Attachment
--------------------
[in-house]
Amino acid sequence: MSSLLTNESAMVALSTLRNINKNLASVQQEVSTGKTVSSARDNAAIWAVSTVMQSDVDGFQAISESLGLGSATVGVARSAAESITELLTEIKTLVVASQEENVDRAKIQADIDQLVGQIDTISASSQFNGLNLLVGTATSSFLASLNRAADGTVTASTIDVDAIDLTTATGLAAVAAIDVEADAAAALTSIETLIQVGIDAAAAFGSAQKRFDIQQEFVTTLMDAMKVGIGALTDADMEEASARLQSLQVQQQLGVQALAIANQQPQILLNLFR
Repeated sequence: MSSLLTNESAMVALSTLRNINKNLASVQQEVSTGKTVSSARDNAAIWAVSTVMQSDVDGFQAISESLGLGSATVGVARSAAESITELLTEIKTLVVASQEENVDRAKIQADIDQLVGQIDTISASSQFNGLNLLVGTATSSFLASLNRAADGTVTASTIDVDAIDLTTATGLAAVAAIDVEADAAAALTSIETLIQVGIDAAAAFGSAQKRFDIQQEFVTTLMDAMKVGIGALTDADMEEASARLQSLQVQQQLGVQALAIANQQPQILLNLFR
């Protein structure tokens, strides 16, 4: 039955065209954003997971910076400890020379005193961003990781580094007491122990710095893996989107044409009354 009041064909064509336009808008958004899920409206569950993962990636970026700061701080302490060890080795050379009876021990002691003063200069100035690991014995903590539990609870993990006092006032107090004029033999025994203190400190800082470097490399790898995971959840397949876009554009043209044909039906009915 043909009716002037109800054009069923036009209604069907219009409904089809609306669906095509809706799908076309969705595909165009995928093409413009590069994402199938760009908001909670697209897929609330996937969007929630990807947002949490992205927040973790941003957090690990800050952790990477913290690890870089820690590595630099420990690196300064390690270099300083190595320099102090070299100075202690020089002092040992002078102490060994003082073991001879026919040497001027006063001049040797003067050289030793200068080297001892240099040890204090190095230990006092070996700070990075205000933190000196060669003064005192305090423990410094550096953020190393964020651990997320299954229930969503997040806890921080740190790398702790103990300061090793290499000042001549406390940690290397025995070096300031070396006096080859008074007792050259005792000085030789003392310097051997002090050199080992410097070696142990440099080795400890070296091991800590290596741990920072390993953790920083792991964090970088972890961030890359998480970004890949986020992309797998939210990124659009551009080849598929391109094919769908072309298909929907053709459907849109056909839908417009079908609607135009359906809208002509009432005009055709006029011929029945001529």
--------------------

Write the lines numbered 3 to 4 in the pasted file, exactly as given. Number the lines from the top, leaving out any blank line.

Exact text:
Repeated sequence: MSSLLTNESAMVALSTLRNINKNLASVQQEVSTGKTVSSARDNAAIWAVSTVMQSDVDGFQAISESLGLGSATVGVARSAAESITELLTEIKTLVVASQEENVDRAKIQADIDQLVGQIDTISASSQFNGLNLLVGTATSSFLASLNRAADGTVTASTIDVDAIDLTTATGLAAVAAIDVEADAAAALTSIETLIQVGIDAAAAFGSAQKRFDIQQEFVTTLMDAMKVGIGALTDADMEEASARLQSLQVQQQLGVQALAIANQQPQILLNLFR
């Protein structure tokens, strides 16, 4: 039955065209954003997971910076400890020379005193961003990781580094007491122990710095893996989107044409009354 009041064909064509336009808008958004899920409206569950993962990636970026700061701080302490060890080795050379009876021990002691003063200069100035690991014995903590539990609870993990006092006032107090004029033999025994203190400190800082470097490399790898995971959840397949876009554009043209044909039906009915 043909009716002037109800054009069923036009209604069907219009409904089809609306669906095509809706799908076309969705595909165009995928093409413009590069994402199938760009908001909670697209897929609330996937969007929630990807947002949490992205927040973790941003957090690990800050952790990477913290690890870089820690590595630099420990690196300064390690270099300083190595320099102090070299100075202690020089002092040992002078102490060994003082073991001879026919040497001027006063001049040797003067050289030793200068080297001892240099040890204090190095230990006092070996700070990075205000933190000196060669003064005192305090423990410094550096953020190393964020651990997320299954229930969503997040806890921080740190790398702790103990300061090793290499000042001549406390940690290397025995070096300031070396006096080859008074007792050259005792000085030789003392310097051997002090050199080992410097070696142990440099080795400890070296091991800590290596741990920072390993953790920083792991964090970088972890961030890359998480970004890949986020992309797998939210990124659009551009080849598929391109094919769908072309298909929907053709459907849109056909839908417009079908609607135009359906809208002509009432005009055709006029011929029945001529």